Who is he?:
The sole, lifelong ruler of North Korea, having inherited control of the country from his late father, Kim Il-Sung. Also chairman of the National Defense Commission, supreme commander of the Korean People's Army and general secretary of the Workers' Party of Korea. Died of a heart attack, according to North Korean authorities, while traveling on a train on Dec. 17, 2011.
Feb. 16 -- 1941, according to Soviet records, or 1942, according to North Korean records. Because the official North Korean version of his birth includes mythological elements such as a double rainbow and star appearing over Baekdu Mountain, the Soviet version -- which has Kim being born in Vyatskoye while his father commanded a Soviet brigade -- is more realistic.
Father was first ruler of the Stalinist state of North Korea; his mother, also a guerrilla, died in 1949. Kim is believed to have had three wives, or one official wife and three longtime mistresses including his current consort, personal secretary and de facto first lady Kim Ok. He has at least three sons and a daughter. He is said to have a fondness for movies and fast cars, as well as other lush accoutrements that few other North Koreans could even dream of.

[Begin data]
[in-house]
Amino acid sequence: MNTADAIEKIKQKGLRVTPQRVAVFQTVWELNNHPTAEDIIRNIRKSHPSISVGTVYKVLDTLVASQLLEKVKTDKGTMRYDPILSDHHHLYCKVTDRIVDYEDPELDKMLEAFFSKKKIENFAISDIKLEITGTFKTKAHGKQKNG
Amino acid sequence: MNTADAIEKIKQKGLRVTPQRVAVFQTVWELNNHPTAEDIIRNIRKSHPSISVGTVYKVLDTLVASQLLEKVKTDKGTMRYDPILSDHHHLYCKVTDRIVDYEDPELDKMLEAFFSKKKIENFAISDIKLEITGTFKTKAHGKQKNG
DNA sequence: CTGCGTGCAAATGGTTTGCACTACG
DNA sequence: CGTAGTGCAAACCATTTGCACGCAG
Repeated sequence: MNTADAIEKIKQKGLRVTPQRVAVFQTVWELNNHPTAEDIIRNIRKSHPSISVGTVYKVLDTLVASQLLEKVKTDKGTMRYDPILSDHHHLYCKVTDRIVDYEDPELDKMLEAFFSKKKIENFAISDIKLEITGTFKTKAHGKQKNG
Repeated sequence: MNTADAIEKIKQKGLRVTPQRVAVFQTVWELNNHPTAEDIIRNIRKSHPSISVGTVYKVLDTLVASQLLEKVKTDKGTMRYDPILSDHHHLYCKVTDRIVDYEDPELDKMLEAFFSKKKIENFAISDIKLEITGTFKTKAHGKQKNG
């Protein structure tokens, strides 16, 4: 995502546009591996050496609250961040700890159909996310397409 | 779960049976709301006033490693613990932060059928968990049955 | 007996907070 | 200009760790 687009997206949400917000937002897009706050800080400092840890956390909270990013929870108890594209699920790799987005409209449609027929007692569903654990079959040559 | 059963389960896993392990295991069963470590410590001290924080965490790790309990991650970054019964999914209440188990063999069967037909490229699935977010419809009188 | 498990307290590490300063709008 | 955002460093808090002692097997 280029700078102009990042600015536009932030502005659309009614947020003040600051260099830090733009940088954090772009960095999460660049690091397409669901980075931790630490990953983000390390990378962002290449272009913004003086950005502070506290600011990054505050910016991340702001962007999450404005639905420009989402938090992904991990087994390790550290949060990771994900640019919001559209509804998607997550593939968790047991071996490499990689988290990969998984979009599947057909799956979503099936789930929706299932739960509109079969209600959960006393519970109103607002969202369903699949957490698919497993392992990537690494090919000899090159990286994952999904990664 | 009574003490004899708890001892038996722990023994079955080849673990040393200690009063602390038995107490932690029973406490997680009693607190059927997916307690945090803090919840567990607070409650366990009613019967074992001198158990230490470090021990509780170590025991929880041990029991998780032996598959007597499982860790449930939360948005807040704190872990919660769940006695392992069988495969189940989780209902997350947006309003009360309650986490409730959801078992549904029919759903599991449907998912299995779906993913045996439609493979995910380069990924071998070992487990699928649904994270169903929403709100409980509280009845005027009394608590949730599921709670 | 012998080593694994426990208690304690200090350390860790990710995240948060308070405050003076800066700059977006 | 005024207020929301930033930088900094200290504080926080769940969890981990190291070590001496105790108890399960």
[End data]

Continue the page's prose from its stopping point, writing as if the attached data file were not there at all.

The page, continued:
Korean Workers' Party, nominally.
Kim Jong-Il took over state affairs from his father, Kim Il-Sung, in 1980, and became head of the country after the elder Kim's death in 1994. No one may take the title of president since Kim Il-Sung, so Kim Jong-Il was known as the general secretary.
Kim had been plagued by health woes and even rumors about whether he was alive or dead. It was believed that his consort, Kim Ok, handles many political matters for him. In 2010, he announced that his third and youngest son, Kim Jong Un, was being groomed to succeed him. Two days after Kim's death, when his passing was finally confirmed to the public, national TV confirmed allegiance to Kim's son.
"The liquidation of colonialism is a trend of the times which no force can hold back."